Monday, April 22, 2019

I Got Your Back

One of the greatest “At Risk” populations are trans children when they come out to their parents, many of us end up out on the street. Well out in San Francisco they are doing something about it.
A safe space
The nation’s first transitional housing shelter for transgender youths opens in SF, filling an urgent need
San Francisco Chronicle
By Kevin Fagan
April 21, 2019

Kat Blackburn was a decade into the beatings, rejections and hate that rain down upon transgender youths like herself when she walked into a San Francisco church last year to rest her feet. She was homeless. Churches are supposed to be refuges. This one wasn’t.

“They were talking about the LGBT community, and it just got worse as I sat there,” she said. “When they said they viewed us as being possessed by demons, I just went cold. I had to leave. It made me feel, like always, that there’s no safe space for us.”

Now she’s found a place where she doesn’t have to feel that way.

In a nondescript house tucked into a corner of Haight-Ashbury, 21-year-old Blackburn and four other young people are making history. They are residents of the nation’s first long-term transitional living program specifically for transgender homeless young people. It offers them a safe haven from bullying and abuse that they might not find anywhere else.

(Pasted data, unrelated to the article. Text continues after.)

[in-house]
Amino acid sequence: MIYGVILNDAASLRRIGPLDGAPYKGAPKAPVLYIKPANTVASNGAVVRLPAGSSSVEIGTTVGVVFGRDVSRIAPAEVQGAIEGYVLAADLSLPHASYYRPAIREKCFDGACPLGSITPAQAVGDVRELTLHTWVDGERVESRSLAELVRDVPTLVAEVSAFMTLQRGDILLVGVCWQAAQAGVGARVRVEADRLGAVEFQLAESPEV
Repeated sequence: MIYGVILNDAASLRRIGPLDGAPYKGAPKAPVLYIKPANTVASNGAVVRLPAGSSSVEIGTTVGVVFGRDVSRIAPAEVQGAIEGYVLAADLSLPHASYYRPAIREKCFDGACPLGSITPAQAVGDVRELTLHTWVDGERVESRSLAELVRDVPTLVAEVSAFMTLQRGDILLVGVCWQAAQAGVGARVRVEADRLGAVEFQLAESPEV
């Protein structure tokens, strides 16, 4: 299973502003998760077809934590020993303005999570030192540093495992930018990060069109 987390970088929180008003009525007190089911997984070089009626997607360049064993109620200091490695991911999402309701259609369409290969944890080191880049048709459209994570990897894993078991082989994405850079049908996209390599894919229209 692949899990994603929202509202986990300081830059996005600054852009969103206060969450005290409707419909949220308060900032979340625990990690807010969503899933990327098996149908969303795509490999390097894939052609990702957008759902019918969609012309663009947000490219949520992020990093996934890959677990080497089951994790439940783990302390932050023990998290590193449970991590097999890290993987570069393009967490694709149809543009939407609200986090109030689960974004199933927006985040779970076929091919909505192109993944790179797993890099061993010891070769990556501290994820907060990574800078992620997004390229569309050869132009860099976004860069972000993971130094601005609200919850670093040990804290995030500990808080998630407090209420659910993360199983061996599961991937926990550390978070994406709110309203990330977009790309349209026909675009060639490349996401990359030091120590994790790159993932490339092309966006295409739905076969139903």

San Francisco and other cities have had housing or shelter programs for homeless lesbian, gay, bisexual and transgender youths for more than a decade. But as one of society’s most marginalized minorities, trans youths have particular needs that those who work with the homeless have wanted urgently to fill.
We are a minority within a minority.
“Unlike their peers in the rest of the LGBTQ community, transgender youths have more medical needs, and they have a whole added extra layer of trauma,” said Christopher Rodriguez, program manager for the trans house. “Many need hormone therapy, surgeries, preparation for surgeries.

“They’re outed more easily than others — a gay man can pass as not gay if he wants to, but generally not someone who’s trans. So they get more attention, and not the good kind. And more violence. That takes a lot of careful work to heal.”
It takes large cities to have a program like this; the population of the Bay Area is more than the population of Connecticut. Some trans youth end up here in Connecticut and DCF is hard-pressed to find foster homes for them, many of the trans youth end up living on the street.

Here in Connecticut trans youth and other LGBTQ+ can find some help at True Colors which works with DCF to cover our backs.

I am heading home after a weekend away. I did a lot of traveling over the long weekend. First to the Cape, then to Maine to be with my brother and sister-in-law for Easter, and then I stopped at a friends' place in Haverhill. All totaled about 600 miles and ten hours driving time/

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